Coming Apart – The Segregation of America

Every so often a “must read” book comes along.  Coming Apart: The State of White America 1960-2010 by Charles Murray is one of those books.

I have been delaying this post for a long time simply because there is so very much to discuss in Coming Apart.  Like Murray’s other works this one is provocative and like the others it will anger many.  I agree that Murray makes some statements that offend.  However, Murray only makes statements that are supported by data and that is why he cannot be ignored.

Here is the embarrassingly simplified point Murray makes.  America is rapidly dividing into two classes, the elites and the masses.  This is no proletariat vs. bourgeoisie  class struggle, it is not red states vs. blue states, black vs. white, or rich vs. poor.  As Murray demonstrates, America is coming apart along a line of cognitive ability.

To be clear, the intellectually gifted often become wealthy, particularly in our information driven age.  The tastes and manners of the cognitive elite do tend toward the bourgeoisie and are becoming increasingly liberal.  All this is true, but it is not at the heart of the matter. Of course, money does not denote smarts, and plenty of smart people live well without Ivy League credentials, they are increasingly becoming outliers to the singular trend.

Through a process of self-segregation and accidental eugenics, the elite are attending the best schools, living in cloistered communities, and otherwise removing themselves from mainstream America.  The elite meet and marry other elites and give rise to second-generation elites, and so on.   Murray’s data is stunning in describing how wealth and ability are aggregating in tight, homogeneous communities.

Not too long ago in America in a random small suburban town a white collar professional lived next door to a blue collar worker who lived next door to an immigrant laborer and on and on.  Our communities and professions featured a mix of all sorts of people who interacted and formed a shared culture.  They saw the same movies, drank the same beer, and attended the same Church.

Not so anymore.  America is being torn into two cultures that do not understand each other, and increasingly, are ignorant of each other.  Take this one fact: 92 percent of Americans live in zip codes where the majority of adults do not have college degrees.  In the elite zip codes (see Murray) nearly 100 percent of adults have college degrees, many have graduate or professional degrees too.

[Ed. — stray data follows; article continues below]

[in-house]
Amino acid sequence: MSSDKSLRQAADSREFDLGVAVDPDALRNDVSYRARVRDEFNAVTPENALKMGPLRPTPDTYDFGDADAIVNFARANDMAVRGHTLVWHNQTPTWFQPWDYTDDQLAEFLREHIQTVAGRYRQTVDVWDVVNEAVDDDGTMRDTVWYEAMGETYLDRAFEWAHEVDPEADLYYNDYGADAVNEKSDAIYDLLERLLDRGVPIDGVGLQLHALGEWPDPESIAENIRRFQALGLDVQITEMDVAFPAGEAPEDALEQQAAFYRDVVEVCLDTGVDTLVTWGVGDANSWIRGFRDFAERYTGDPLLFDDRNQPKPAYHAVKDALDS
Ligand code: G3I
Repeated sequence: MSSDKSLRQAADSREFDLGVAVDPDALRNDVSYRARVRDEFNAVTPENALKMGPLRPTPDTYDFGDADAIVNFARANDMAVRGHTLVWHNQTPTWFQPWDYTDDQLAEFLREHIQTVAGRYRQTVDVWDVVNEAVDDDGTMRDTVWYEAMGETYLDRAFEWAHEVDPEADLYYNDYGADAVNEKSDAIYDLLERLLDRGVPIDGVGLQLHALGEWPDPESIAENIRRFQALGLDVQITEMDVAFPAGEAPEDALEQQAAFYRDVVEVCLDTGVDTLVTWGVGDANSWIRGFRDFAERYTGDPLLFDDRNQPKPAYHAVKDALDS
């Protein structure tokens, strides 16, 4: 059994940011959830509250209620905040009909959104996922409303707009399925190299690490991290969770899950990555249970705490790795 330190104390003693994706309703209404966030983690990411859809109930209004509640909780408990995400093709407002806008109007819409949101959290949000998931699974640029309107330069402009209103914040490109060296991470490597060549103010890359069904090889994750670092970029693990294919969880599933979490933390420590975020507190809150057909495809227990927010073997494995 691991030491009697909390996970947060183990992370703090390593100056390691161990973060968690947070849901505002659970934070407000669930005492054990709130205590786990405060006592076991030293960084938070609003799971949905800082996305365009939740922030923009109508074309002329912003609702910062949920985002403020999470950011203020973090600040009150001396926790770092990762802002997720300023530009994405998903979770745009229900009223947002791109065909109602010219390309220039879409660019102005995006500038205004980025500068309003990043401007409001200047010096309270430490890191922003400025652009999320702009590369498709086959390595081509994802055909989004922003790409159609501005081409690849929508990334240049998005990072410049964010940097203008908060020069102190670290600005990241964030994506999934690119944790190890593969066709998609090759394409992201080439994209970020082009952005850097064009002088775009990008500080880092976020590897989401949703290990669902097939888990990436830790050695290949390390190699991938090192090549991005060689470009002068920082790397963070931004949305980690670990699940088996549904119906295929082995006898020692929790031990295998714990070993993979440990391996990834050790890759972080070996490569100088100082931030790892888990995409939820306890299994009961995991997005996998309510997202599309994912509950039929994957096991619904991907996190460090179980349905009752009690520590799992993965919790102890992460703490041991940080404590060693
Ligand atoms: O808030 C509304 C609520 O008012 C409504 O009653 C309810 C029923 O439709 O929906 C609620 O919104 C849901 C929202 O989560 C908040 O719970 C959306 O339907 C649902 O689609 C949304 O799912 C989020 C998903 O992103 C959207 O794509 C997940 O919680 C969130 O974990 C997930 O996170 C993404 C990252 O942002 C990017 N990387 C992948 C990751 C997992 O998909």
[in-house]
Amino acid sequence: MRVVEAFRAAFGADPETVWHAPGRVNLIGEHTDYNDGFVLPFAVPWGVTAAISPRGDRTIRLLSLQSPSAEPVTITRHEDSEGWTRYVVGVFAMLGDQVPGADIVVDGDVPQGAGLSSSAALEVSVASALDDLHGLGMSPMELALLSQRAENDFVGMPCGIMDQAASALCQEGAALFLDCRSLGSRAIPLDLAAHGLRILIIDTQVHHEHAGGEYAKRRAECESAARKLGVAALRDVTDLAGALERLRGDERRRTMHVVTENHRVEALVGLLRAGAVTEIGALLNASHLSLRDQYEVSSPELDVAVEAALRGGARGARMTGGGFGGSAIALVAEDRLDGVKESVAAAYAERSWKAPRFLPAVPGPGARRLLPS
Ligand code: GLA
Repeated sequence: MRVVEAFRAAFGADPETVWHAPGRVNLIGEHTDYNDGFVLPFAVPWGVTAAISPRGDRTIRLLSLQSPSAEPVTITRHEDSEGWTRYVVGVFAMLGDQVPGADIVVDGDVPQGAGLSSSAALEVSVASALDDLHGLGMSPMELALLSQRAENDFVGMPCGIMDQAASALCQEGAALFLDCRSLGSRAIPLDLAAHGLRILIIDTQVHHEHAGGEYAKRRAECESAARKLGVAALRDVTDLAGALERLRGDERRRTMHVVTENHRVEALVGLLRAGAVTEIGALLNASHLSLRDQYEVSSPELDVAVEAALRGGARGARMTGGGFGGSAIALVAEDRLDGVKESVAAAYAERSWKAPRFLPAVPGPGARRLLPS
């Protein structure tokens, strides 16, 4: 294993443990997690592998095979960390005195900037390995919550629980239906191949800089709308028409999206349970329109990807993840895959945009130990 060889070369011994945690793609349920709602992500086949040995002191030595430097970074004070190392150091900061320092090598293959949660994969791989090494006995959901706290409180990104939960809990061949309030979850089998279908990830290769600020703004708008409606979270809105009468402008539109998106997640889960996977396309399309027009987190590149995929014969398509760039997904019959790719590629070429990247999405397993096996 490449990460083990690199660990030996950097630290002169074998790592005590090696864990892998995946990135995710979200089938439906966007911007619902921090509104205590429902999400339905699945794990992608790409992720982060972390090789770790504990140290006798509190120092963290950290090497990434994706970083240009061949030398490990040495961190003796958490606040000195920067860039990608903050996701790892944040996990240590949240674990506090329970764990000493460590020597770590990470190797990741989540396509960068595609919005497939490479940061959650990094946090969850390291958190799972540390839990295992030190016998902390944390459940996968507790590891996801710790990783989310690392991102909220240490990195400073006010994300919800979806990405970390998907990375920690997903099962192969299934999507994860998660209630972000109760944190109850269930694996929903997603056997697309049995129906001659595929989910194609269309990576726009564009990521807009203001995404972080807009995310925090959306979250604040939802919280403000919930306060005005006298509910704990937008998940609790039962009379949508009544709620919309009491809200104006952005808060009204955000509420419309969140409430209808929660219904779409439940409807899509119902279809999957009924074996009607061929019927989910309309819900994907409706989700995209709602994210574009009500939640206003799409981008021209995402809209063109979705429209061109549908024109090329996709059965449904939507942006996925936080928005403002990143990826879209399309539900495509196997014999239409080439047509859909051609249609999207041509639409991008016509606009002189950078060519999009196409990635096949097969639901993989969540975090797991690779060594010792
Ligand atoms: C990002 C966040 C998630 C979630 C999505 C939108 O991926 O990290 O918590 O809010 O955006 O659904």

During the campaign Barack Obama had two moments that perfectly illuminate this division.  Trying to appeal to the middle class, Obama remarked, in colloquial syntax, “anyone gone into Whole Foods lately and see what they charge for arugula?”  Then, famously, while tucked into one of the elite enclaves, Obama said, “You go into these small towns … and it’s not surprising they get bitter, they cling to guns or religion or antipathy to people who aren’t like them.”  Mitt Romney recently revealed his own culture when trying to bond with average Joes.  He remarked “I have some friends who are NASCAR Team owners.”

Of course this does not make Obama or Romney a bad guy, it just demonstrates that they are not like most of the country they seek to govern.

The implications of all this are rather unclear.  Murray himself points out that the segregation of the elites has actually made our national economy much more efficient, but this should not obscure the problems division presents to a democratic society.

William F. Buckley pithily – as if he had any other way – said “I’d rather entrust the government of the United States to the first 400 people listed in the Boston telephone directory than to the faculty of Harvard University.”  I could not agree more, but it has been a long time since we had a leader, or class of leaders, that did not come out of Harvard or Yale.

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One thought on “Coming Apart – The Segregation of America

  1. I’ll put this on my reading list. Just finished Buchanan’s latest book, which discuss and cites Murray’s book quite a bit.

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